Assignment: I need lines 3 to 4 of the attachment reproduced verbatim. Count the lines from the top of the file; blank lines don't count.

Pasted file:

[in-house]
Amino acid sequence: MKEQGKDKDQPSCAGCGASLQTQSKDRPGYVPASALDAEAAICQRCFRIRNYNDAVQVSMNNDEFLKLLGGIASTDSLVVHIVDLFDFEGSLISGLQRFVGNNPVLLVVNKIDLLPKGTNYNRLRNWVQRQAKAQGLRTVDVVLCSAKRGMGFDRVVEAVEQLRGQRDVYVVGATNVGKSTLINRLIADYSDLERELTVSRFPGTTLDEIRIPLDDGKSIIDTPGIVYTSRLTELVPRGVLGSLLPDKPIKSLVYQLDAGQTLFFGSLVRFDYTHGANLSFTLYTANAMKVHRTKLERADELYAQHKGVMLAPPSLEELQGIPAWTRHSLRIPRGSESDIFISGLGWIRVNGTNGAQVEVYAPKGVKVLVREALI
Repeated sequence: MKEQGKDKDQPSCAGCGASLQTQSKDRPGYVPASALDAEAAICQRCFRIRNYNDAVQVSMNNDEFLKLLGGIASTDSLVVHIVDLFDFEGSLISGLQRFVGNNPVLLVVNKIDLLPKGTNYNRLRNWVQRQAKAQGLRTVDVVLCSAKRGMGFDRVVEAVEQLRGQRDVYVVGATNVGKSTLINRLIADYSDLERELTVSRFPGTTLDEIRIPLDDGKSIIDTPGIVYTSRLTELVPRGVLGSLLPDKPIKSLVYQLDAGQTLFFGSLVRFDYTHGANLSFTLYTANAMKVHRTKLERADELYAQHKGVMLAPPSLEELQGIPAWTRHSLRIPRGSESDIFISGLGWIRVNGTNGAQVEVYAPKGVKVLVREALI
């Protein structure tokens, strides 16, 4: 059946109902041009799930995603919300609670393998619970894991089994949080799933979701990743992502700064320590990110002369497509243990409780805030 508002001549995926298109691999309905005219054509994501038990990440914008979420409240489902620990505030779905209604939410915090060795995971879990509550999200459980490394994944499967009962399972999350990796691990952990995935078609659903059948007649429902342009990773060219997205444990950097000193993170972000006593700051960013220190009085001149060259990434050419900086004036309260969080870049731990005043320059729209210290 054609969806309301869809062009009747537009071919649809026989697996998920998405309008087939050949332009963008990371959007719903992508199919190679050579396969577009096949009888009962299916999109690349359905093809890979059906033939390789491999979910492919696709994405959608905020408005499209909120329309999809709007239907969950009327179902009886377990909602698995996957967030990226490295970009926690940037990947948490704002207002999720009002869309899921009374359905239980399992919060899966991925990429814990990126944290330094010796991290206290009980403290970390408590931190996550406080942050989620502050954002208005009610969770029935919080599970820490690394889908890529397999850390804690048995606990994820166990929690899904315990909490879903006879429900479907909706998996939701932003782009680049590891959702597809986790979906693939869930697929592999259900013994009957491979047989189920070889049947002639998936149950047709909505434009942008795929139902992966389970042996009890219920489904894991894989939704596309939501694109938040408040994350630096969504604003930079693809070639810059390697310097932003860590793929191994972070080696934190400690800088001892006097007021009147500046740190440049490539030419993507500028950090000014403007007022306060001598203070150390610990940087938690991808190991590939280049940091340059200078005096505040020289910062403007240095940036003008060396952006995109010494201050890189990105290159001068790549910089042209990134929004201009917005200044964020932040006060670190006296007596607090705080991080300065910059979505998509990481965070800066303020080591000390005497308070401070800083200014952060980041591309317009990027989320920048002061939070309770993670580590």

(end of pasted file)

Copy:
Repeated sequence: MKEQGKDKDQPSCAGCGASLQTQSKDRPGYVPASALDAEAAICQRCFRIRNYNDAVQVSMNNDEFLKLLGGIASTDSLVVHIVDLFDFEGSLISGLQRFVGNNPVLLVVNKIDLLPKGTNYNRLRNWVQRQAKAQGLRTVDVVLCSAKRGMGFDRVVEAVEQLRGQRDVYVVGATNVGKSTLINRLIADYSDLERELTVSRFPGTTLDEIRIPLDDGKSIIDTPGIVYTSRLTELVPRGVLGSLLPDKPIKSLVYQLDAGQTLFFGSLVRFDYTHGANLSFTLYTANAMKVHRTKLERADELYAQHKGVMLAPPSLEELQGIPAWTRHSLRIPRGSESDIFISGLGWIRVNGTNGAQVEVYAPKGVKVLVREALI
């Protein structure tokens, strides 16, 4: 059946109902041009799930995603919300609670393998619970894991089994949080799933979701990743992502700064320590990110002369497509243990409780805030 508002001549995926298109691999309905005219054509994501038990990440914008979420409240489902620990505030779905209604939410915090060795995971879990509550999200459980490394994944499967009962399972999350990796691990952990995935078609659903059948007649429902342009990773060219997205444990950097000193993170972000006593700051960013220190009085001149060259990434050419900086004036309260969080870049731990005043320059729209210290 054609969806309301869809062009009747537009071919649809026989697996998920998405309008087939050949332009963008990371959007719903992508199919190679050579396969577009096949009888009962299916999109690349359905093809890979059906033939390789491999979910492919696709994405959608905020408005499209909120329309999809709007239907969950009327179902009886377990909602698995996957967030990226490295970009926690940037990947948490704002207002999720009002869309899921009374359905239980399992919060899966991925990429814990990126944290330094010796991290206290009980403290970390408590931190996550406080942050989620502050954002208005009610969770029935919080599970820490690394889908890529397999850390804690048995606990994820166990929690899904315990909490879903006879429900479907909706998996939701932003782009680049590891959702597809986790979906693939869930697929592999259900013994009957491979047989189920070889049947002639998936149950047709909505434009942008795929139902992966389970042996009890219920489904894991894989939704596309939501694109938040408040994350630096969504604003930079693809070639810059390697310097932003860590793929191994972070080696934190400690800088001892006097007021009147500046740190440049490539030419993507500028950090000014403007007022306060001598203070150390610990940087938690991808190991590939280049940091340059200078005096505040020289910062403007240095940036003008060396952006995109010494201050890189990105290159001068790549910089042209990134929004201009917005200044964020932040006060670190006296007596607090705080991080300065910059979505998509990481965070800066303020080591000390005497308070401070800083200014952060980041591309317009990027989320920048002061939070309770993670580590």